According to Smithers Pira in its “Future of Global Flexible Packaging to 2020” report, “Flexible packaging has been one of the fastest growing packaging sectors over the past 10 years, thanks to increased consumer focus on convenience and sustainability, and this rapid development will continue to accelerate.” This growth, however, will depend on the industry’s ability to cope with market trends driving shorter run lengths.
Versioning and Variable Data Printing
Two of these trends driving shorter run lengths are versioning and variable data. Versioning is used to produce packages for different variations of a product (such as a line of flavors) while maintaining brand continuity. For the printer, a large print job is segmented into smaller lots that are customized based on each “version” of the product.
Variable data printing is mainly used in flexible packaging applications for product authentication and logistics in the distribution chain. Companies can add a unique identifying code to each package, allowing individual products to be “tracked and traced” through the supply chain. Bar codes and RFID codes are used to facilitate inventory and prevent counterfeiting.
Both versioning and variable data lend themselves well to digital printing, a process that can easily and cost-effectively produce small lots. In flexible packaging, however, long runs are required to achieve the economies necessary to be profitable. How can a flexible packaging printer be competitive?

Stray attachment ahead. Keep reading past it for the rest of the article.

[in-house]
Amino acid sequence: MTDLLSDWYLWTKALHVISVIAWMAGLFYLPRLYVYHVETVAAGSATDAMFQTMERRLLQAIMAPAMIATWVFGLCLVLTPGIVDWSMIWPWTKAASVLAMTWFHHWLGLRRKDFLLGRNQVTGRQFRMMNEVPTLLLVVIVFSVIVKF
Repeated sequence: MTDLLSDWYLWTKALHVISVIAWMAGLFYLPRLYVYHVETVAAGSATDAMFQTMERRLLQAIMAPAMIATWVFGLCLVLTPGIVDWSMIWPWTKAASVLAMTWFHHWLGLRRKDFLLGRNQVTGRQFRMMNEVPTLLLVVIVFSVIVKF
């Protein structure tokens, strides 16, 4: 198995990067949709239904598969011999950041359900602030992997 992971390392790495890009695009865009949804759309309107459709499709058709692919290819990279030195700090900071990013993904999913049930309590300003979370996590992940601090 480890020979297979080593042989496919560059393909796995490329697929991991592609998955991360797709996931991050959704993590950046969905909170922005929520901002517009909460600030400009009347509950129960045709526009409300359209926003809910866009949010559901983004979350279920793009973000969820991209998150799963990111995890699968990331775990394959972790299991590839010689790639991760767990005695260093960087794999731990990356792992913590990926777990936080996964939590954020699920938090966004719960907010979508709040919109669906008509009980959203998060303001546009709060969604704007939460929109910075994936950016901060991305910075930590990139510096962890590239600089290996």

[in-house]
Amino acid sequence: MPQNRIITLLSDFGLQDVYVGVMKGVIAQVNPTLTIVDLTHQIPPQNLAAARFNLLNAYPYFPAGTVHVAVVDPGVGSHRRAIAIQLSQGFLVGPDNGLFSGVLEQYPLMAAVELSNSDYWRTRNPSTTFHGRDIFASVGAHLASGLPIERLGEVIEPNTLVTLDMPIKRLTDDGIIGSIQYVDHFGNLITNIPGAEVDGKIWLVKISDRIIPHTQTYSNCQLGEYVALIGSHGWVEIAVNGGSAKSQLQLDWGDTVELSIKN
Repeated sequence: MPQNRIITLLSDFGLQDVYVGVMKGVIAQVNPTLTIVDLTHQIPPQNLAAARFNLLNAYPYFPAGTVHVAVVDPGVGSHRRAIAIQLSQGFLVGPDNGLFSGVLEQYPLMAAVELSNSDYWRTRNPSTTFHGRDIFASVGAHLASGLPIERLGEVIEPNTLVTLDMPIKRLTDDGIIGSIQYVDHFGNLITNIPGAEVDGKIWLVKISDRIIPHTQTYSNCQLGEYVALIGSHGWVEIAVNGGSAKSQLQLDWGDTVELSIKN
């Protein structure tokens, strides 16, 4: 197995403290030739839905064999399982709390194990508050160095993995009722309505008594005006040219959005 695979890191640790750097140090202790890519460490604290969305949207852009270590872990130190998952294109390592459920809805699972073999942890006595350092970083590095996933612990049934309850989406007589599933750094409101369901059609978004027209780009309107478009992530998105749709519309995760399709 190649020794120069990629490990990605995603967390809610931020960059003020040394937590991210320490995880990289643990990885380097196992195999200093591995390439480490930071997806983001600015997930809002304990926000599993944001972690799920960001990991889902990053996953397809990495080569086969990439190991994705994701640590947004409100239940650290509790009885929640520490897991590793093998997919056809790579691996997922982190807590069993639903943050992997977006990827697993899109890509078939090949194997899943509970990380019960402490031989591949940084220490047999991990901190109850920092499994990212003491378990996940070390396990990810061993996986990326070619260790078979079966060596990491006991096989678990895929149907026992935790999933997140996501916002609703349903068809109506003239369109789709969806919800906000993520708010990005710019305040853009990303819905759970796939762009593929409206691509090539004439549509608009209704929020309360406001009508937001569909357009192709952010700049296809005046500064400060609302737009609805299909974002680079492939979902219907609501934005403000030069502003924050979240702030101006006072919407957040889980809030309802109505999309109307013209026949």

1. Take Advantage of New Wide Web Technologies
As run lengths become shorter, changeover speeds become more critical than press speeds. The wide web industry has responded with equipment technologies that make faster set-ups possible such as gearless presses, anilox sleeves and automatic impression settings. Some printers are converting to fixed ink sets, such as extended gamut, to minimize the number of wash-ups, or eliminating manual cleaning altogether with automatic wash cycles.
2. Add Mid-Web Equipment
A number of large format printers are adopting mid-web press technology for economical production of medium-length jobs. By comparison, these presses not only cost less but are built for faster changeovers, lower tooling costs, and less consumption of ink, plates and other consumables. They require fewer operators to run and deliver easier reproduction of high-quality graphics.
3. Incorporate Digital
Finally, for some work, digital just makes more sense. Digital printing’s sweet spot is its ability to produce short runs economically. By adding this complementary technology, printers can take advantage of the flexibility offered by having both capabilities under one roof. Like narrow web, using digital for short run work also frees up wide-web presses for big jobs.
The flexible packaging industry is experiencing a reduction in run lengths driven by shifts in the way brand owners do business. Printers have to find ways to adapt to such changes as versioning and variable information printing by creating new technology and processes. By improving equipment to shorten changeover times and adopting additional printing capabilities, wide web printers will be able to claim its share of future growth in the package printing market.